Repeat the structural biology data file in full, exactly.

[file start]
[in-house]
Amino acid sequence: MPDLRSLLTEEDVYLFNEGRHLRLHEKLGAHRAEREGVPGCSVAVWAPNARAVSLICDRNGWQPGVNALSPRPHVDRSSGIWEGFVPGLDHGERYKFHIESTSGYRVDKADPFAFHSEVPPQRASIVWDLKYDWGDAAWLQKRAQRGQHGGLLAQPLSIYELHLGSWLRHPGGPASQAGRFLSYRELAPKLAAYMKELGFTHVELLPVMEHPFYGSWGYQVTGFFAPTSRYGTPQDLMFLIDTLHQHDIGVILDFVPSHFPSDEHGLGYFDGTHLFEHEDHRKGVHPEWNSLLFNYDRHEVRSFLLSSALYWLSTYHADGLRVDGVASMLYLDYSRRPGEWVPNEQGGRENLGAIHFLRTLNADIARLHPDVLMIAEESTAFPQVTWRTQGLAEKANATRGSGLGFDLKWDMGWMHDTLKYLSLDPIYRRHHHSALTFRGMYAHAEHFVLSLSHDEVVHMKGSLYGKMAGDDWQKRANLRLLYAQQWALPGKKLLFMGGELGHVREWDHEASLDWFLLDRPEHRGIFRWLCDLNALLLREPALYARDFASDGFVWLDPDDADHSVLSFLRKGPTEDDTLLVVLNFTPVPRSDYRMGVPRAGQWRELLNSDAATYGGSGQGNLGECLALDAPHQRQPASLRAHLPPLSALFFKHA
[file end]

[in-house]
Amino acid sequence: MPDLRSLLTEEDVYLFNEGRHLRLHEKLGAHRAEREGVPGCSVAVWAPNARAVSLICDRNGWQPGVNALSPRPHVDRSSGIWEGFVPGLDHGERYKFHIESTSGYRVDKADPFAFHSEVPPQRASIVWDLKYDWGDAAWLQKRAQRGQHGGLLAQPLSIYELHLGSWLRHPGGPASQAGRFLSYRELAPKLAAYMKELGFTHVELLPVMEHPFYGSWGYQVTGFFAPTSRYGTPQDLMFLIDTLHQHDIGVILDFVPSHFPSDEHGLGYFDGTHLFEHEDHRKGVHPEWNSLLFNYDRHEVRSFLLSSALYWLSTYHADGLRVDGVASMLYLDYSRRPGEWVPNEQGGRENLGAIHFLRTLNADIARLHPDVLMIAEESTAFPQVTWRTQGLAEKANATRGSGLGFDLKWDMGWMHDTLKYLSLDPIYRRHHHSALTFRGMYAHAEHFVLSLSHDEVVHMKGSLYGKMAGDDWQKRANLRLLYAQQWALPGKKLLFMGGELGHVREWDHEASLDWFLLDRPEHRGIFRWLCDLNALLLREPALYARDFASDGFVWLDPDDADHSVLSFLRKGPTEDDTLLVVLNFTPVPRSDYRMGVPRAGQWRELLNSDAATYGGSGQGNLGECLALDAPHQRQPASLRAHLPPLSALFFKHA